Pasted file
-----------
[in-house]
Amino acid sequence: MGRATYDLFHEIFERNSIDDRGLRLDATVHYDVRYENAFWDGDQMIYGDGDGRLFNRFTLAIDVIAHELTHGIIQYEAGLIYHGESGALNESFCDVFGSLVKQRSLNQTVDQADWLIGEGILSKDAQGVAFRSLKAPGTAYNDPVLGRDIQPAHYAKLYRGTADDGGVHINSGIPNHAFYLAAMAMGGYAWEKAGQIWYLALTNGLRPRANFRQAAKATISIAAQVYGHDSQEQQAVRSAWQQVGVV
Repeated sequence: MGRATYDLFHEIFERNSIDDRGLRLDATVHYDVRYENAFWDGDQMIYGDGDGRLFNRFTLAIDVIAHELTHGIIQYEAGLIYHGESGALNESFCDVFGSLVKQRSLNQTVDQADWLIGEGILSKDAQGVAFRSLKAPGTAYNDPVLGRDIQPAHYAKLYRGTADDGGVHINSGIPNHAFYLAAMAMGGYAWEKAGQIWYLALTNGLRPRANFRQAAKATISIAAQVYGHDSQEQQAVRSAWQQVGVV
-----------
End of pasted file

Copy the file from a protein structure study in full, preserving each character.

[in-house]
Amino acid sequence: MGRATYDLFHEIFERNSIDDRGLRLDATVHYDVRYENAFWDGDQMIYGDGDGRLFNRFTLAIDVIAHELTHGIIQYEAGLIYHGESGALNESFCDVFGSLVKQRSLNQTVDQADWLIGEGILSKDAQGVAFRSLKAPGTAYNDPVLGRDIQPAHYAKLYRGTADDGGVHINSGIPNHAFYLAAMAMGGYAWEKAGQIWYLALTNGLRPRANFRQAAKATISIAAQVYGHDSQEQQAVRSAWQQVGVV
Repeated sequence: MGRATYDLFHEIFERNSIDDRGLRLDATVHYDVRYENAFWDGDQMIYGDGDGRLFNRFTLAIDVIAHELTHGIIQYEAGLIYHGESGALNESFCDVFGSLVKQRSLNQTVDQADWLIGEGILSKDAQGVAFRSLKAPGTAYNDPVLGRDIQPAHYAKLYRGTADDGGVHINSGIPNHAFYLAAMAMGGYAWEKAGQIWYLALTNGLRPRANFRQAAKATISIAAQVYGHDSQEQQAVRSAWQQVGVV